Many modern scholars have argued that the consulship was not created at the foundation of the Republic as Roman tradition maintained, and that the government of the early Republic went through several stages of development before it reached the familiar ‘classical constitution.’ Building on this work, this article considers what the early civilian government of Rome may have looked like. It is argued that the Romans did not create an entirely new government (based on consuls) following the removal of the monarchy, but instead made use of existing sources of power and authority: rich land-owning clans dominated military activity outside the city, while priests, the curiae, and minor officials exercised responsibilities of civilian governance in Rome. The plebeian tribunate was probably the first significant office to be created in the Republic, and the unusual nature of its power (sacrosanctity) and the absence of any other chief magistracy enabled the tribunes to acquire a broad range of prerogatives. A series of reforms eventually led to the development of the familiar ‘classical constitution’, and the consulship and praetorship became the most prestigious and desired magistracies (and—outside the city—the most powerful), but the tribunes long retained the broadest prerogatives for civilian governance inside the city.
Water is the foundation of all ecosystems, whether terrestrial or aquatic. In terrestrial ecosystems freshwater not only provides critical water supply for transpiration during plant photosynthesis and drinking water for animals, but also transports, redistributes and stores energy, nutrients and contaminants. In aquatic and snow ecosystems, water is the medium in which the ecosystem functions and so its state mediates all transactions in these systems. Ecosystems are not passive responders to water but through their structure and function can manage water and associated microclimate – forests, grasslands, organic terrain wetlands, and beaver ponds being just a few examples.
This chapter will examine the surface water budget in terms of the water continuity equation as a manifestation of the hydrological cycle. To solve the continuity equation for water, the chapter will review hydrological processes and how they interact with vegetation, animals, soils, geomorphology and climate in the context of the catchment. The coupling of the mass and energy continuity equations in controlling hydrological processes will be discussed. How hydrological processes and their ecosystem interactions are managed by humans will be introduced. Then the chapter will review calculation schemes for the surface water budget via one-dimensional land surface schemes and catchment-based hydrological models, noting the data requirements, uncertainty and limitations of these models and the balance required between model complexity and physical representation of hydrology. This will give the conceptual ideas and basic mathematics of conservation laws and transport processes that form the basis of many models in the forthcoming chapters.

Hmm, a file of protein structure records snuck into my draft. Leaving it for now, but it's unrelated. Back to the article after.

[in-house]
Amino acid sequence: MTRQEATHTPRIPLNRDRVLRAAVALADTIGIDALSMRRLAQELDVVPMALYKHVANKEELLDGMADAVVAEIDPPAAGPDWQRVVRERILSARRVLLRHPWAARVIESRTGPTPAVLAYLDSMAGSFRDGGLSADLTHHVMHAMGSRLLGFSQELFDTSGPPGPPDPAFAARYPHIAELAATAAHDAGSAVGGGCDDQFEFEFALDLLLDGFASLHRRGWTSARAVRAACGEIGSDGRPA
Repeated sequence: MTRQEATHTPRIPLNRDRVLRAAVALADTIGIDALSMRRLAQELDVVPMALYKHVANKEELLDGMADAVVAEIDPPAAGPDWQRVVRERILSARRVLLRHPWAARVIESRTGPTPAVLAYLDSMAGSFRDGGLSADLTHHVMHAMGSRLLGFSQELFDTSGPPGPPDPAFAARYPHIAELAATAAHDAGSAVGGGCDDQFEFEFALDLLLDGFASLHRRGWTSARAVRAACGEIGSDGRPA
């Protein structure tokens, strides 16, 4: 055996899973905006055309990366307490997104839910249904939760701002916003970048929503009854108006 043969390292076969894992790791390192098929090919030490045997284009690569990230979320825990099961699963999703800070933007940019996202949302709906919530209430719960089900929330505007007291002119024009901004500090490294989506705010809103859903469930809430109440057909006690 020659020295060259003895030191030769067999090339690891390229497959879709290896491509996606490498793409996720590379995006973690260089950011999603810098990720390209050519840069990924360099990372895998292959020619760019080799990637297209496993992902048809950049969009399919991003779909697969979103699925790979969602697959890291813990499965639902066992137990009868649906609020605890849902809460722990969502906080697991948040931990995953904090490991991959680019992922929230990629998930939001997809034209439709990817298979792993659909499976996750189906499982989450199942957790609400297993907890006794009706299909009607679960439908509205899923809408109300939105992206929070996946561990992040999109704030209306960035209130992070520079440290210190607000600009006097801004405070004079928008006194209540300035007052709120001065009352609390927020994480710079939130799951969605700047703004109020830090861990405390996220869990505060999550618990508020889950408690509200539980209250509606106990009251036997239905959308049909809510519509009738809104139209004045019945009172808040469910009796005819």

Hydrological Processes as a Fundamental Component of Aquatic and Terrestrial Ecosystems
The hydrological cycle is the flow and storage of water, as liquid, solid or vapor, on and near the Earth's surface. This cycling is a fundamental function of the Earth system and, through its associated latent energy transformations and other influences on land surface characteristics, ensures the habitability of the planet. A representation of the global hydrological cycle is found in Figure 4.1 where it can be seen that there are substantial flows between ocean and land – evaporation and river discharge from land transfer water directly to the oceans or through precipitation and ocean water is evaporated and then forms precipitation over land.